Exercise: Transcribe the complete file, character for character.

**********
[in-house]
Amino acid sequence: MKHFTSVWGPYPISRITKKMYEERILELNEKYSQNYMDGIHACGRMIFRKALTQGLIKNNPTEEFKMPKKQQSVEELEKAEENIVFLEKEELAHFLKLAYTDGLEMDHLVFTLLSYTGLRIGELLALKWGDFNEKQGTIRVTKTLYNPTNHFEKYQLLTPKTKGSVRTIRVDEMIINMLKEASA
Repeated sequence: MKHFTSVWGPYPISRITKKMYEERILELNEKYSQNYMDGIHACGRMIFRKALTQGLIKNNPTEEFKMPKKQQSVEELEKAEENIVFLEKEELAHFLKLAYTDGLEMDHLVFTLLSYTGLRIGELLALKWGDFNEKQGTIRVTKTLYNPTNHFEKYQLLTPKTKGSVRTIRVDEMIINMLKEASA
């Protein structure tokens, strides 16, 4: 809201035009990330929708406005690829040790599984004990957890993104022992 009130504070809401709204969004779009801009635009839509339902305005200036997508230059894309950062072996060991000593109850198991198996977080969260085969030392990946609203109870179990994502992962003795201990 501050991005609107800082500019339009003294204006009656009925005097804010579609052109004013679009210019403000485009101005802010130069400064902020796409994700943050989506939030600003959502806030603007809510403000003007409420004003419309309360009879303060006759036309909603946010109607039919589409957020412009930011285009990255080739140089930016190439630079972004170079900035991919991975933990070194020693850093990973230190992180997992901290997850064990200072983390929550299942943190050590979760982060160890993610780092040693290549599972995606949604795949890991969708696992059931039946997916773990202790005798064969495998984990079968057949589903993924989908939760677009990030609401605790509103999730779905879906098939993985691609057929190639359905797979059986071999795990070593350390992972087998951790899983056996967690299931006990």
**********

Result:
[in-house]
Amino acid sequence: MKHFTSVWGPYPISRITKKMYEERILELNEKYSQNYMDGIHACGRMIFRKALTQGLIKNNPTEEFKMPKKQQSVEELEKAEENIVFLEKEELAHFLKLAYTDGLEMDHLVFTLLSYTGLRIGELLALKWGDFNEKQGTIRVTKTLYNPTNHFEKYQLLTPKTKGSVRTIRVDEMIINMLKEASA
Repeated sequence: MKHFTSVWGPYPISRITKKMYEERILELNEKYSQNYMDGIHACGRMIFRKALTQGLIKNNPTEEFKMPKKQQSVEELEKAEENIVFLEKEELAHFLKLAYTDGLEMDHLVFTLLSYTGLRIGELLALKWGDFNEKQGTIRVTKTLYNPTNHFEKYQLLTPKTKGSVRTIRVDEMIINMLKEASA
């Protein structure tokens, strides 16, 4: 809201035009990330929708406005690829040790599984004990957890993104022992 009130504070809401709204969004779009801009635009839509339902305005200036997508230059894309950062072996060991000593109850198991198996977080969260085969030392990946609203109870179990994502992962003795201990 501050991005609107800082500019339009003294204006009656009925005097804010579609052109004013679009210019403000485009101005802010130069400064902020796409994700943050989506939030600003959502806030603007809510403000003007409420004003419309309360009879303060006759036309909603946010109607039919589409957020412009930011285009990255080739140089930016190439630079972004170079900035991919991975933990070194020693850093990973230190992180997992901290997850064990200072983390929550299942943190050590979760982060160890993610780092040693290549599972995606949604795949890991969708696992059931039946997916773990202790005798064969495998984990079968057949589903993924989908939760677009990030609401605790509103999730779905879906098939993985691609057929190639359905797979059986071999795990070593350390992972087998951790899983056996967690299931006990």